Saturday, February 28, 2009

Poker and Management

The single best pundit of Israeli politics is, of course, Nahum Barnea of Yediot Acharonot. However, most of what he writes doesn't get put onto the Web, since his employers want people to buy their dead tree version, and even the articles that do find their way online more often than not don't get translated to English.

Yossie Verter of Haaretz, however, is pretty good, and he's easy to find online in English since Haaretz has a different business model (an inferior one but that's not my subject). Yesterday Verter tried to explain what's going on in the negotiations towards forming a government. No one really knows, of course, but Verter's description rings true. The essence of it is that Bibi and Tzipi are playing poker. She wants a power-sharing government with a rotating prime minstership, Bibi the first two years, then she for the next two years. Bibi wants a government with Kadima, but intends to bring along some of his natural (or not-so-natural) allies; and he extremely definitely decidedly completely determinately isn't in favor of a rotating prime minstership. Their sticking point is a declaration of acceptance of partition and the two-state solution: Tzipi demands such a declaration, Bibi refuses. Their reasons are that Tzipi expects that such a declaration will frighten off Bibi's more lunatic allies, such as Ichud Leumi, the far-right settler party which has four MKs; once they're gone Bibi will have lost his block, and he'll have to offer her the parity she wants. His position is the mirror image of hers, with the addition that he really doesn't want that far-right coalition, but he expects that in a week or two parts of her own party will begin clamoring for government posts because otherwise they'll revert to being mere mortal MKs, heaven forbid.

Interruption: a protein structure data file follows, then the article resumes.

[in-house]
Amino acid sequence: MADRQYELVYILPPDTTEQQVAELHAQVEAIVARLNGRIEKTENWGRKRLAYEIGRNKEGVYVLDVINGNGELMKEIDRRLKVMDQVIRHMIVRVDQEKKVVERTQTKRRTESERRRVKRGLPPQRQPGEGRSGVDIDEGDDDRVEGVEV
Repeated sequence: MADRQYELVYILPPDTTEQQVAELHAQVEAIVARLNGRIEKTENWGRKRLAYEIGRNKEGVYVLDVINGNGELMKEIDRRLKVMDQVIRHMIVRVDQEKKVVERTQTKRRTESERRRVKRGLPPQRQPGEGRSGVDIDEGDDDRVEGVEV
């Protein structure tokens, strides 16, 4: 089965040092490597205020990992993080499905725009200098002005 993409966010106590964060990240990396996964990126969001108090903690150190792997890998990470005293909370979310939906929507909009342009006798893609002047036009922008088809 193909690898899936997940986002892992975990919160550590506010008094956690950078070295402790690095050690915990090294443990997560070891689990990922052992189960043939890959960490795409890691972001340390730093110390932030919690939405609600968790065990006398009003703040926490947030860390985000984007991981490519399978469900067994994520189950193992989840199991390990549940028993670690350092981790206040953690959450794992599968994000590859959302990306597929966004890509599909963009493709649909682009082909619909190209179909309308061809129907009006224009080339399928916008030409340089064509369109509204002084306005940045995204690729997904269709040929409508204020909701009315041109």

On the face of it, this is all pure spin, maneuvering and poker. After all, with the possible exception of Ehud Olmert, there is no individual in the entire state of Israel who knows better than Tzipi Livni that peace with the Palestinians is not in the cards for the time being. She and Olmert, after all, have spent much of the past 18 months or so dealing directly with the top two Fatah Palestinian leaders, the so-called moderates, Abu Mazen (Olmert) and Abu Ala (Livni). They talked and talked and talked, and no-one stopped them from reaching agreements, proclaiming peace, signing agreements, celebrating at the White House and getting Nobel Peace Prizes. I didn't stop them, and neither did you. The reason it didn't happen was that the distance between the positions of these moderate Israelis and moderate Palestinians are, at present, unbridegeable, and have to do with the Right of Return but also all sorts of other matters - and also, one might add, with the total inability of the Palestinian side to deliver, what with Hamas being actively hostile to the whole idea.

So why are Tzipi and Bibi fighting over such a demonstrably non-issue? I can think of three explanations. The first is that one or both of them are idiots. This could be the case, of course, one should never over-estimate one's political leaders, and history is chock full of political and military leaders who in hindsight at least must have been fools.